Wine Geek Newsletter #99
Hope you’ve had a good couple of weeks? Sorry there was no newsletter last week – a bit busy and all that trying to get things moving with the wine bar. That’s the problem with solicitors you see; they work on a very different time structure to the rest of us… I can’t think why! Anyway, to keep you all up to date we are expecting the first draft of the lease by the end of the week and hope to have it signed next week sometime; I can’t wait because then I can give you all the location details… but until then, it’s back onto Solicitor-Time.
Tick. Tock. Tick. Tock.
To keep you going’ here’s your weekly dose of wine information, nonsense and some really poor jokes. Have a great weekend!
The #newwinethisweek alphabet is getting into full flow right now; A and B are done it’s time to choose what will represent C:
Blanc de Blancs was a worthy representative for B in the alphabet:
It went down very well in The Shire:
It’s February winos! Whether you were one of the dry January brigade or not, why not head down to Waitrose to discover a few new drops for 2015?
Casa Carmela Monastrell 2013, Yecla, Spain (Waitrose £5.32 was £7.99)
Monastrell is what the Spanish call Mouvedre and this one comes from the little known Yecla DO, which is adjacent to the slightly more well know Jumilla DO in Southeast Spain. A smooth red with intense and jammy red fruit.
Louis Jadot Macon Village Chapelle aux Loups 2013, Burgundy (Waitrose £8.99 was £11.99)
I love white Burgundy but it doesn’t come cheap… well not very often. Louis Jadot is one of the largest negiotiants in Burgundy but they also have a great track record for quality and value. The Chardonnay grapes for this wine all come from the village of Chapelle aux Loups and you can expect a classy buttery white Burgundy with those Macon hints of tropical fruit.
Cardeto Orvieto 2013, Umbria, Italy (Waitrose £5.99 was £8.99)
Forget everything you think you know about Orvieto; that pap you get in a box for a tenner is not what this wine is all about. Orvieto is a village in the Umbria region of Italy and the wines are usually a blend of indigenous Grechetto and Trebbiano. Ripe and refreshing with subtle acidity and great with roast chicken or grilled fish.
Charte d’Assemblage 2013, Côtes de Gascogne, France (Waitrose £6.36 was £8.49)
You don’t find many wines from Gascony on the supermarket shelves, which is a shame as this one’s a cracker. Made with Colombard and Ugni Blanc the fruit just explodes across the palate and will have you wondering why its taken you so long to discover this little beauty. Perfect for a Sunday afternoon as you’re getting distressed about going back to work the next day and only 11.5% alcohol too.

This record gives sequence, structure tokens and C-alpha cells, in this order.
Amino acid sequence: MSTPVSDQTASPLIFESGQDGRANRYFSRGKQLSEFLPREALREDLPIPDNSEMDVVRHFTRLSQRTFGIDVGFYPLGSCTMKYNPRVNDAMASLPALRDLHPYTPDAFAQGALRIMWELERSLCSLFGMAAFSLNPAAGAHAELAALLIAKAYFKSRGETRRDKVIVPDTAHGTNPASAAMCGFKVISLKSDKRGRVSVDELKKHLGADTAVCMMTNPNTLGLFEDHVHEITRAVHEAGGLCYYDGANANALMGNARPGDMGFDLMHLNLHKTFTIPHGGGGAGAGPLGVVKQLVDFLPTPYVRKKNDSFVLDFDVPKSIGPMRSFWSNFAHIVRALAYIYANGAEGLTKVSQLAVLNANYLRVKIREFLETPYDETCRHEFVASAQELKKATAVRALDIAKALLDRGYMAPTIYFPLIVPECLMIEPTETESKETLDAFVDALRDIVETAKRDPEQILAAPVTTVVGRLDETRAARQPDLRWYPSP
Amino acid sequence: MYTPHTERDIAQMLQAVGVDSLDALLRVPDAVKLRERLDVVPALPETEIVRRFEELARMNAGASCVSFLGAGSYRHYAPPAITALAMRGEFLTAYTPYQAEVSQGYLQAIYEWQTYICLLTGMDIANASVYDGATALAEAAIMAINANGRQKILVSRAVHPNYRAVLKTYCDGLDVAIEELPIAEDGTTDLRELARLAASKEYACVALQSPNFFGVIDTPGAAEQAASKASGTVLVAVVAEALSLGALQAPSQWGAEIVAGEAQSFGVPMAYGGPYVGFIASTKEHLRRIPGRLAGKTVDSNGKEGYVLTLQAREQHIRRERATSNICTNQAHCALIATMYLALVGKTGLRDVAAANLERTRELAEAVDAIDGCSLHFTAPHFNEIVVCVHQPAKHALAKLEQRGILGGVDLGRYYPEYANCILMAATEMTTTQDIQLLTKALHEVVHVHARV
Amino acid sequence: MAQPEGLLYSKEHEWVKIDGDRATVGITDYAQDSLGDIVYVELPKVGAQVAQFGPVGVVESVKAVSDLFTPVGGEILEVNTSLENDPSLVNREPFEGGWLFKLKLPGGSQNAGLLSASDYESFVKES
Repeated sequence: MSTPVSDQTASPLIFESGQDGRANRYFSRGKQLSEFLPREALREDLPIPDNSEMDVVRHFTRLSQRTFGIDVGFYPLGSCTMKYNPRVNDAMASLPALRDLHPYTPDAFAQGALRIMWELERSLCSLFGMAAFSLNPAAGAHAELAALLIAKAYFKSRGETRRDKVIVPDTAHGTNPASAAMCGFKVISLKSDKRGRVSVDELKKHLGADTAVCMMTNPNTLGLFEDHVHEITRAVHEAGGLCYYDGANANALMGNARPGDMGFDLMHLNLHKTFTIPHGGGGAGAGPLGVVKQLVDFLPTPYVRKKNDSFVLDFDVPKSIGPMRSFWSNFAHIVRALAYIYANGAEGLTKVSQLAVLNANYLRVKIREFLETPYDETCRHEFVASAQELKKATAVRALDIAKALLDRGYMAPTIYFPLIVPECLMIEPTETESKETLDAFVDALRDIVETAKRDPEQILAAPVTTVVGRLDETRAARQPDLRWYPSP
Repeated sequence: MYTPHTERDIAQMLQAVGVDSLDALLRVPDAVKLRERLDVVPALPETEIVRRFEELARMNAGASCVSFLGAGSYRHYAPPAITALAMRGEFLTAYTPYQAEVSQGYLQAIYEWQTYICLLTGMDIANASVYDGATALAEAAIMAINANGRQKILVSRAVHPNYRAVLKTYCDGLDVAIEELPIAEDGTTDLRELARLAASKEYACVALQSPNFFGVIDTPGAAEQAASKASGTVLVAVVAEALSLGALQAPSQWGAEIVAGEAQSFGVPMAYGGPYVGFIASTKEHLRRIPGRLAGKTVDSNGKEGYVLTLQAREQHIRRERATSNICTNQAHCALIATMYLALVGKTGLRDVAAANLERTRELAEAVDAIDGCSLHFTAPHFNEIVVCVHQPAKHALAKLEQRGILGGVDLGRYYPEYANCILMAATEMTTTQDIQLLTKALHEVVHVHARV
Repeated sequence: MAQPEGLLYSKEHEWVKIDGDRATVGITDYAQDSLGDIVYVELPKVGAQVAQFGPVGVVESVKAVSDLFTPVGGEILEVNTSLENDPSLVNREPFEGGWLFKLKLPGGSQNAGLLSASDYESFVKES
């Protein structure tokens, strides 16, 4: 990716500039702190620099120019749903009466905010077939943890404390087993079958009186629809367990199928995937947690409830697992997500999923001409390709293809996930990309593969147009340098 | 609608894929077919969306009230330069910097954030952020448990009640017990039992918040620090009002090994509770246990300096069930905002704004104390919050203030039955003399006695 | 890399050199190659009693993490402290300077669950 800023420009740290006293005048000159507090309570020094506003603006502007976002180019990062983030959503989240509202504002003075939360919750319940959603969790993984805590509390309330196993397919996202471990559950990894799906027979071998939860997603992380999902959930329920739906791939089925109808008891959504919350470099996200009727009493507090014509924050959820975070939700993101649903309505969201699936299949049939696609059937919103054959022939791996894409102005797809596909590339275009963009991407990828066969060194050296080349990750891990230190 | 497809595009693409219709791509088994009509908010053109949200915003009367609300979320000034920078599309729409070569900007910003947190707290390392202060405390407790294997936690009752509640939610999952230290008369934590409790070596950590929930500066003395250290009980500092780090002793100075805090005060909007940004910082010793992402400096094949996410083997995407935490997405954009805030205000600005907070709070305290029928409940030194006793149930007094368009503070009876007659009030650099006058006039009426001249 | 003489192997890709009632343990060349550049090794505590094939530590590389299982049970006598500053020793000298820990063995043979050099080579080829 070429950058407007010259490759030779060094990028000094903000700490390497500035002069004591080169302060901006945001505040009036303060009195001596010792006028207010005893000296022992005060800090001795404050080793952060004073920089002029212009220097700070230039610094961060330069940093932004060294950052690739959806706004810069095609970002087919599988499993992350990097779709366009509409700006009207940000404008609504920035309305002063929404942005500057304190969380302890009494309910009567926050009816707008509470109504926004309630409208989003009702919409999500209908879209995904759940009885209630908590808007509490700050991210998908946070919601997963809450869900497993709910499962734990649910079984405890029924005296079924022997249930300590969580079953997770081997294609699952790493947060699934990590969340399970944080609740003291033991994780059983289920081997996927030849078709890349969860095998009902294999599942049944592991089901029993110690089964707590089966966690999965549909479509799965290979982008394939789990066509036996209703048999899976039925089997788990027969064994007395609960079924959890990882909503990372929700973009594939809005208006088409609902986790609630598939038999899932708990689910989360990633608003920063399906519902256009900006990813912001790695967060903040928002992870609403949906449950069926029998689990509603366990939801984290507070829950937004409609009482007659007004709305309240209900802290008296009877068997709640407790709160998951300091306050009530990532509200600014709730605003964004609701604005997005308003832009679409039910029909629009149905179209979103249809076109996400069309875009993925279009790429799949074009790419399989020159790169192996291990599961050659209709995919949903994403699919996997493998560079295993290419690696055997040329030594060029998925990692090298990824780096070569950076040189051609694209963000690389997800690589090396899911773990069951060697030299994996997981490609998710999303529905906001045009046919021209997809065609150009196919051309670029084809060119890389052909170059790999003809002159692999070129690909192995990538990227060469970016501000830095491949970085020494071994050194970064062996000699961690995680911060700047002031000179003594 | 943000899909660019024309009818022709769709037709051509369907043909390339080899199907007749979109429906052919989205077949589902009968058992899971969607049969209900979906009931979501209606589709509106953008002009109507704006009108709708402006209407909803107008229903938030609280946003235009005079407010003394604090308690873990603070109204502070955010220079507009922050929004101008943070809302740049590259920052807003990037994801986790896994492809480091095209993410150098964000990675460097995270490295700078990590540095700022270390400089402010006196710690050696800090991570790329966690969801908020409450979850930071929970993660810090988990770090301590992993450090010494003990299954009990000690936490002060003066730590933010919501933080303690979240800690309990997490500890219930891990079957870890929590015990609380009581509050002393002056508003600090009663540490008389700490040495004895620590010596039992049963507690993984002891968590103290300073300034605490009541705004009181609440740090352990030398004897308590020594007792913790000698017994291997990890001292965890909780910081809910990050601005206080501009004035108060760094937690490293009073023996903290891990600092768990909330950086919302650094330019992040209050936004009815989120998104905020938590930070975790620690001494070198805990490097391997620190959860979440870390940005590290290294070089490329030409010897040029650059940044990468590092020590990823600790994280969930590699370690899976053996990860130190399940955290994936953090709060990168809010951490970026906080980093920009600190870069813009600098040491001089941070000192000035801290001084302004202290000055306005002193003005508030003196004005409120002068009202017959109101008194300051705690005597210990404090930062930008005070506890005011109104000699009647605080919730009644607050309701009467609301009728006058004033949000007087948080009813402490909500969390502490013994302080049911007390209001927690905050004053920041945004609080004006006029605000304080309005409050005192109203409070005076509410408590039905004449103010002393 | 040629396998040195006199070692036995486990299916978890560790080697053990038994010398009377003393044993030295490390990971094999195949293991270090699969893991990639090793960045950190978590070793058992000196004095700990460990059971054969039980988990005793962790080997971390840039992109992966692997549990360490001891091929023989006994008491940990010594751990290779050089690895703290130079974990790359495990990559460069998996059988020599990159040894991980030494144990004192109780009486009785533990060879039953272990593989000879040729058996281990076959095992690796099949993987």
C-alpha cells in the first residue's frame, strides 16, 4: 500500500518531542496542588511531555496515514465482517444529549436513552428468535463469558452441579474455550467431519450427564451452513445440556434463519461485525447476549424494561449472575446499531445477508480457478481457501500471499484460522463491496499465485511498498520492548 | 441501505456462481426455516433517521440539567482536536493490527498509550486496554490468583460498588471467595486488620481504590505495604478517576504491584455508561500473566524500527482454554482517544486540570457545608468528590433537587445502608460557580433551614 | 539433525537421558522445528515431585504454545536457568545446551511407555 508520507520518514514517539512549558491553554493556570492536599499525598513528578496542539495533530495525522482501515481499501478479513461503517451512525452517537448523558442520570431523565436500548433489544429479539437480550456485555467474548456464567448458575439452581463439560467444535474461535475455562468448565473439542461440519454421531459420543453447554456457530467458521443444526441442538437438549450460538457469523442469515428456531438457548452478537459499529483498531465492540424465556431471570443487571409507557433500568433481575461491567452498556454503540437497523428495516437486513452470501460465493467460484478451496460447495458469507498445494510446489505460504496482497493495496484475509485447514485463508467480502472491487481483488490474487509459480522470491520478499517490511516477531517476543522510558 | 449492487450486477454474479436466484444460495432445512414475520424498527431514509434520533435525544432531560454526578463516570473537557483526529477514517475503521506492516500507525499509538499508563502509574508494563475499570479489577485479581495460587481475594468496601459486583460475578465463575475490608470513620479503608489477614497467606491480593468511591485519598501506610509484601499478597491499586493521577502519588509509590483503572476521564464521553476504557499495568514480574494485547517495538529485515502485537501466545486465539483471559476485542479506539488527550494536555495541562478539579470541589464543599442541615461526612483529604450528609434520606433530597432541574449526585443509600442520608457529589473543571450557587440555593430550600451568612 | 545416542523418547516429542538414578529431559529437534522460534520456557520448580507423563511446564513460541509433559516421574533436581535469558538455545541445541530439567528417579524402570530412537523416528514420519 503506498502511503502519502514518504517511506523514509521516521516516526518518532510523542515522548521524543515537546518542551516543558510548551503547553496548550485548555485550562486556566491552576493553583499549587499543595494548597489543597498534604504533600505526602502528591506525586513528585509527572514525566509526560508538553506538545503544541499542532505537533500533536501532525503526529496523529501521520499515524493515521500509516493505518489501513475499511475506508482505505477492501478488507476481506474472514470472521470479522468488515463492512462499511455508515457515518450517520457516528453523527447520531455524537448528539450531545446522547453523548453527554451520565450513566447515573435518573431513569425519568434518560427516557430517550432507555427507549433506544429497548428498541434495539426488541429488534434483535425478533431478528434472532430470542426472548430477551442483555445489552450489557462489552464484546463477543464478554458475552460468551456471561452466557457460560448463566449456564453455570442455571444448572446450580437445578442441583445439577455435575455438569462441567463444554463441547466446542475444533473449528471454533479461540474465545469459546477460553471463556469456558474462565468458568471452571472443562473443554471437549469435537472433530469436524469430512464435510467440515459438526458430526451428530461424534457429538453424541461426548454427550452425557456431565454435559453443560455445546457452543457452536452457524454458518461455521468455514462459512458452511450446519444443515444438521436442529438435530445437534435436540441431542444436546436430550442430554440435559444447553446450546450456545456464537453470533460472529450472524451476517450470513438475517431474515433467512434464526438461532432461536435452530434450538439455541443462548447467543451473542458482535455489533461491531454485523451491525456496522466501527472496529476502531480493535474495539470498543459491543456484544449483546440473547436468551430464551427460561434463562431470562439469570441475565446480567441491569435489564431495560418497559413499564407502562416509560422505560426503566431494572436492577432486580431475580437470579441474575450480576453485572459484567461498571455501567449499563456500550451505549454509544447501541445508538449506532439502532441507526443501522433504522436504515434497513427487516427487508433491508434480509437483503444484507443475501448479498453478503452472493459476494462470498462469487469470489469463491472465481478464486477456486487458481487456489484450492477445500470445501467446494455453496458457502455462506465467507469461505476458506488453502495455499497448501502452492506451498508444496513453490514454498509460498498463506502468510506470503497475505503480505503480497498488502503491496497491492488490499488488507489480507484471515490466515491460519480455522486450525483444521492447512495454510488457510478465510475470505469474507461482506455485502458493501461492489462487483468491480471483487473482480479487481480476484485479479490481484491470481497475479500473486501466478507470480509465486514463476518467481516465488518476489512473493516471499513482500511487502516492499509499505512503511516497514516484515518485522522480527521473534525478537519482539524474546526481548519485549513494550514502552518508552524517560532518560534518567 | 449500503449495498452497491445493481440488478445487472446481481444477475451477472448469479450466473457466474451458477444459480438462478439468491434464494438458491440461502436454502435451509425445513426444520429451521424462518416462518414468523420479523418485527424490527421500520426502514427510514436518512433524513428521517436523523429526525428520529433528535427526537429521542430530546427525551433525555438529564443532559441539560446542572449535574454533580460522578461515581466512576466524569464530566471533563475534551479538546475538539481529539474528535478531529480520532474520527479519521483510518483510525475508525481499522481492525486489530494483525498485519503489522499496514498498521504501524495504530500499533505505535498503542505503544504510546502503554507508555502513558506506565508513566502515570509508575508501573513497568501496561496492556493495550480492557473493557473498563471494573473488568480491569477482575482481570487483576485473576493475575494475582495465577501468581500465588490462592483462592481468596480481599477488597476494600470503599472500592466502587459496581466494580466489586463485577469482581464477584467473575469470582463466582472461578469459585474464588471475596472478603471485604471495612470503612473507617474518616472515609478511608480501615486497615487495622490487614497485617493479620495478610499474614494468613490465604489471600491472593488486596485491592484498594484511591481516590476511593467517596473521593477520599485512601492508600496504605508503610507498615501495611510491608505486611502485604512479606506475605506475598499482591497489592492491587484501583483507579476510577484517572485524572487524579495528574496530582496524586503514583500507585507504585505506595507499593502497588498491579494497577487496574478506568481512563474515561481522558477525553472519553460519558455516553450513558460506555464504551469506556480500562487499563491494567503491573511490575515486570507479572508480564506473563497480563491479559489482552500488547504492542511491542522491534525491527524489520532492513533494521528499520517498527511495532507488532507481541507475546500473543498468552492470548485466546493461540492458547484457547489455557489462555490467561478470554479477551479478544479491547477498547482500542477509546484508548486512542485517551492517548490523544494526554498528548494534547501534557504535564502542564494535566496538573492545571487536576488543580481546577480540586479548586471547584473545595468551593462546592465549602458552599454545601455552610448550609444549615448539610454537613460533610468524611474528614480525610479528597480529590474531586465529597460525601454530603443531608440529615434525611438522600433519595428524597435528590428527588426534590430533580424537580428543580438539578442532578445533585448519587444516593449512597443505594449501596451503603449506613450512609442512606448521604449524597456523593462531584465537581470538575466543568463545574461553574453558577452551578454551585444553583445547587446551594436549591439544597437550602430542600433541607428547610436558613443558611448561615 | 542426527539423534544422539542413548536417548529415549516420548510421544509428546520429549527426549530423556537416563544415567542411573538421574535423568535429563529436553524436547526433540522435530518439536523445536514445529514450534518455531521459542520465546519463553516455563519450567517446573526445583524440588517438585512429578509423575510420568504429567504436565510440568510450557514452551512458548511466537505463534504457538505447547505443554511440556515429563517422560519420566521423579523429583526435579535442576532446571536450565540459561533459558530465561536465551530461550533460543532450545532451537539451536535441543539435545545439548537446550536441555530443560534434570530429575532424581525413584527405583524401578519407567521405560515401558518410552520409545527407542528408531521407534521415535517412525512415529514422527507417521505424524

The Hedonist Shiraz 2013, McLaren Vale, Australia (Waitrose £10.99 was £13.99)
If you think 11.5% is a bit wimpy then why not get a rare rib of beef on the table and crack open this 14% Shiraz. I haven’t tasted the 2013 but if the previous vintages are anything to go by you can expect an inky black wine with aromas of chocolate, black pepper and smoke; the flavours are blackberries, black cherry and damsons. Concentrated and intense with nicely integrated oak.
Wine in the news
The top 10 wine makers in Oz – so glad to see Larry Cherubino in that list (there will be plenty on the menu at The Grape Escape!):
What is the most important question to ask a winemaker?
An evening of Riesling, courtesy of Jamie Goode:
Early bud break in California means more work in the vineyard
Check out this great review of Jinjuu by the fabulous Sybaricious:
Well they just had to be about solicitors this week didn’t they??
A man walks into the village post office one day to see a local man, middle-aged and balding standing at the counter methodically placing “Love-heart” stamps on bright pink envelopes with hearts and kisses all over them. He then takes out a perfume bottle and starts spraying scent all over them.
His curiosity getting the better of him, he goes up to the balding man and asks him what he is doing. The man says, “I’m sending out one thousand Valentine cards signed, ‘Guess who?'”
“But why?” asks the man.
“I’m the local divorce solicitor,” the man replies.
A solicitor died and arrived at the pearly gates. To his dismay, there were thousands of people ahead of him in line to see St. Peter. To his surprise, St. Peter left his desk at the gate and came down the long line to where the solicitor was, and greeted him warmly. Then St. Peter and one of his assistants took the solicitor by the hands and guided him up to the front of the line, and into a comfortable chair by his desk. The solicitor said, “I don’t mind all this attention, but what makes me so special?” St. Peter replied, “Well, I’ve added up all the hours for which you billed your clients, and by my calculation you must be about 193 years old!”
An independent woman started her own business. She was shrewd and diligent, so business kept coming in. Pretty soon she realised that she needed to employ a full-time solicitor and so she began interviewing young solicitors.
“As I’m sure you can understand,” she started off with one of the first applicants, “in a business like this, our personal integrity must be beyond question.” She leaned forward. “Mr. Peterson, are you an ‘honest’ solicitor?”
“Honest?” replied the job prospect. “Let me tell you something about honest. Why, I’m so honest that my dad lent me £15,000 for my education and I paid back every penny the minute I tried my very first case.”
“Impressive. And what sort of case was that?”
“My dad sued me for the money.”
The boring stuff
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Cheers and have a great weekend!